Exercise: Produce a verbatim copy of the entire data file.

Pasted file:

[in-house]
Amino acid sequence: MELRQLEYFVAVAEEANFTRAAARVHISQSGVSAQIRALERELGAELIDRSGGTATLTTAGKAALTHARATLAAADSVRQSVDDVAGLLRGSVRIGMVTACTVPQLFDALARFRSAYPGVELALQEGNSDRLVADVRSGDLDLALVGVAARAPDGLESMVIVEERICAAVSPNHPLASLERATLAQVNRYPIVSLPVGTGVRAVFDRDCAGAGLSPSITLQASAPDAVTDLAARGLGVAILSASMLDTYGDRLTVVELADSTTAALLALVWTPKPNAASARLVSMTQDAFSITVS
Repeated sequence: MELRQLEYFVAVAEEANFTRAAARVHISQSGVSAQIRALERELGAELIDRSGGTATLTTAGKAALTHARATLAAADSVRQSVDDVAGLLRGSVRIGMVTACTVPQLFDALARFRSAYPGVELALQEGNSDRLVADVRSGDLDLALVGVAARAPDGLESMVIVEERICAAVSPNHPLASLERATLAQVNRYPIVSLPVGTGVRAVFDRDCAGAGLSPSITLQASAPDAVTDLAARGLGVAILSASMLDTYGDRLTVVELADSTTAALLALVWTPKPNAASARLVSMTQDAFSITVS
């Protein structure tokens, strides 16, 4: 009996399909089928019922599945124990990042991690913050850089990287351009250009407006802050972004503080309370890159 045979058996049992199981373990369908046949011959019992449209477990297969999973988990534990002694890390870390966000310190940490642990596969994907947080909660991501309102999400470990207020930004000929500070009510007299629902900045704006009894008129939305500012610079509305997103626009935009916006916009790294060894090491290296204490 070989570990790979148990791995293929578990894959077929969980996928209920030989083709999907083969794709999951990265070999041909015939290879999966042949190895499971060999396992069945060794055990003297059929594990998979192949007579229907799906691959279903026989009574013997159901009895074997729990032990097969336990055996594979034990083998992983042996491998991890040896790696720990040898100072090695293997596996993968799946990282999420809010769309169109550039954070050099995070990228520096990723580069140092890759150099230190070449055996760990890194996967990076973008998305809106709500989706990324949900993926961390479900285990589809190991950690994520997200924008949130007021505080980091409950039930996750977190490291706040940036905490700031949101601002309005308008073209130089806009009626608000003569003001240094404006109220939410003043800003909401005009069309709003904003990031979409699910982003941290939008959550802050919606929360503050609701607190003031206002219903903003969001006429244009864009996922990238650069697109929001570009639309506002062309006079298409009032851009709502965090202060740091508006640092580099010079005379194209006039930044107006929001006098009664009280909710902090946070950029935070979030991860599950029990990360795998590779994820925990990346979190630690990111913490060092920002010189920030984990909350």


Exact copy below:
[in-house]
Amino acid sequence: MELRQLEYFVAVAEEANFTRAAARVHISQSGVSAQIRALERELGAELIDRSGGTATLTTAGKAALTHARATLAAADSVRQSVDDVAGLLRGSVRIGMVTACTVPQLFDALARFRSAYPGVELALQEGNSDRLVADVRSGDLDLALVGVAARAPDGLESMVIVEERICAAVSPNHPLASLERATLAQVNRYPIVSLPVGTGVRAVFDRDCAGAGLSPSITLQASAPDAVTDLAARGLGVAILSASMLDTYGDRLTVVELADSTTAALLALVWTPKPNAASARLVSMTQDAFSITVS
Repeated sequence: MELRQLEYFVAVAEEANFTRAAARVHISQSGVSAQIRALERELGAELIDRSGGTATLTTAGKAALTHARATLAAADSVRQSVDDVAGLLRGSVRIGMVTACTVPQLFDALARFRSAYPGVELALQEGNSDRLVADVRSGDLDLALVGVAARAPDGLESMVIVEERICAAVSPNHPLASLERATLAQVNRYPIVSLPVGTGVRAVFDRDCAGAGLSPSITLQASAPDAVTDLAARGLGVAILSASMLDTYGDRLTVVELADSTTAALLALVWTPKPNAASARLVSMTQDAFSITVS
């Protein structure tokens, strides 16, 4: 009996399909089928019922599945124990990042991690913050850089990287351009250009407006802050972004503080309370890159 045979058996049992199981373990369908046949011959019992449209477990297969999973988990534990002694890390870390966000310190940490642990596969994907947080909660991501309102999400470990207020930004000929500070009510007299629902900045704006009894008129939305500012610079509305997103626009935009916006916009790294060894090491290296204490 070989570990790979148990791995293929578990894959077929969980996928209920030989083709999907083969794709999951990265070999041909015939290879999966042949190895499971060999396992069945060794055990003297059929594990998979192949007579229907799906691959279903026989009574013997159901009895074997729990032990097969336990055996594979034990083998992983042996491998991890040896790696720990040898100072090695293997596996993968799946990282999420809010769309169109550039954070050099995070990228520096990723580069140092890759150099230190070449055996760990890194996967990076973008998305809106709500989706990324949900993926961390479900285990589809190991950690994520997200924008949130007021505080980091409950039930996750977190490291706040940036905490700031949101601002309005308008073209130089806009009626608000003569003001240094404006109220939410003043800003909401005009069309709003904003990031979409699910982003941290939008959550802050919606929360503050609701607190003031206002219903903003969001006429244009864009996922990238650069697109929001570009639309506002062309006079298409009032851009709502965090202060740091508006640092580099010079005379194209006039930044107006929001006098009664009280909710902090946070950029935070979030991860599950029990990360795998590779994820925990990346979190630690990111913490060092920002010189920030984990909350």